Normalization of counts

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mette Joergensen

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Jan 19, 2021, 8:39:27 AM1/19/21
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Hi
In the documentation for the count functions it says that the {normed} parameter results in the counts being divided by the size of the feature. Is the size of the feature measured in kb? I have an example where the raw count is around 3000 and the normalized value is around 0.0006 meaning that the gene should be more than 5MB long if the length is measured in bases. Or am I misunderstanding something?
Best,
Mette  

Luis Pedro Coelho

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Jan 20, 2021, 4:20:50 AM1/20/21
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That is correct: {normed} should divide by the size of the feature (note that the feature may be longer than a gene if you are not using seqname: it's the sum of the size of all the genes with a given annotation).

I just also noticed that we never documented the fact that we also support {fpkm} (fragments per thousand per million fragments), but I added that bit to the documentation now.

HTH
Luis

Luis Pedro Coelho | Fudan University | http://luispedro.org
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mette Joergensen

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Jan 20, 2021, 8:17:43 AM1/20/21
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Thanks Luis. Good to know that you also support fpkm. 
My real question was if the size of the feature was measured in bases or kilo bases. I'm working with bacteria and the  features are the kegg ontology, so that is why it puzzled me that most features was longer than an average genome, but now when I think about it would make even less sense if the size was measured in kb. Based on the raw and normalized counts I get the size  of the K00001 feature to be 3.609.405 bases, can that be correct ?   

Luis Pedro Coelho

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Jan 20, 2021, 10:20:38 PM1/20/21
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My real question was if the size of the feature was measured in bases or kilo bases. I'm working with bacteria and the  features are the kegg ontology, so that is why it puzzled me that most features was longer than an average genome, but now when I think about it would make even less sense if the size was measured in kb. Based on the raw and normalized counts I get the size  of the K00001 feature to be 3.609.405 bases, can that be correct ?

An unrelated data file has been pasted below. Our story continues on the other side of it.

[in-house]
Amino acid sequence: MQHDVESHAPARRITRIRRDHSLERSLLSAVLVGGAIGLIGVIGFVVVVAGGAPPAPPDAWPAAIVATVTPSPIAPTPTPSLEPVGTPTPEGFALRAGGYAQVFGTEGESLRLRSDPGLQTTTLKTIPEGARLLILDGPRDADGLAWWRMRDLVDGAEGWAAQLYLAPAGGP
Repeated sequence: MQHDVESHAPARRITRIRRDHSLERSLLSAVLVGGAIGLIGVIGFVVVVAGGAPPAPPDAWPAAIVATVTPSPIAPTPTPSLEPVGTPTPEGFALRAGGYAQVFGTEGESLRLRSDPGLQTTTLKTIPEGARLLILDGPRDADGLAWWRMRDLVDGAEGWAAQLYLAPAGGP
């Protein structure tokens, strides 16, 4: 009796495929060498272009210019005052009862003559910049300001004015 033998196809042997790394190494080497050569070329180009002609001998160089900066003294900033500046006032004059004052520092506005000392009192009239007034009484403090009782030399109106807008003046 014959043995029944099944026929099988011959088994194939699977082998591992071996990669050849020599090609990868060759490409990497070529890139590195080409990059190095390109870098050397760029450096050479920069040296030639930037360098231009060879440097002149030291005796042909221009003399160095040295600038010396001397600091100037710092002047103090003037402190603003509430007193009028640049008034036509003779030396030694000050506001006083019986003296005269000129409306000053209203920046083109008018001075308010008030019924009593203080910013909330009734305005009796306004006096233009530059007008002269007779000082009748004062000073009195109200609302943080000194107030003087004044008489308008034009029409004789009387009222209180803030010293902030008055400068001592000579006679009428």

It can actually be correct as it represents the sum of all sequences annotated as K000001 in the database.

HTH,
Luis


onsdag den 20. januar 2021 kl. 10.20.50 UTC+1 skrev lu...@luispedro.org:

That is correct: {normed} should divide by the size of the feature (note that the feature may be longer than a gene if you are not using seqname: it's the sum of the size of all the genes with a given annotation).

I just also noticed that we never documented the fact that we also support {fpkm} (fragments per thousand per million fragments), but I added that bit to the documentation now.

HTH
Luis

Luis Pedro Coelho | Fudan University | http://luispedro.org


On Tue, 19 Jan 2021, at 9:39 PM, mette Joergensen wrote:
Hi
In the documentation for the count functions it says that the {normed} parameter results in the counts being divided by the size of the feature. Is the size of the feature measured in kb? I have an example where the raw count is around 3000 and the normalized value is around 0.0006 meaning that the gene should be more than 5MB long if the length is measured in bases. Or am I misunderstanding something?
Best,
Mette  


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mette Joergensen

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Jan 21, 2021, 2:49:10 AM1/21/21
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When you think about it, I don't it make sense first to sum all the reads mapping to genes with a specific function and then divide by the total length of all the genes. In my opinion it makes more sense first to length normalize to the length of the genes and then sum the normalized values. It will give hugely different results. A simple example will be if If we have three genes all 1kb long with the same function and 100 reads mapping to the first gene. With your normalization the result will be 100/3000= 0.03 while if you  divide first and then sum the result will be 100/100+0/1000+0/1000=0.1. Your was punish common functions  which are coded for by many genes even though most of genes are most likely not present in the sample (and hence don't have a change of being mapped to). Maybe there exist some cases where your normalization make sense, but for my case I think I will do the normalization my self. 
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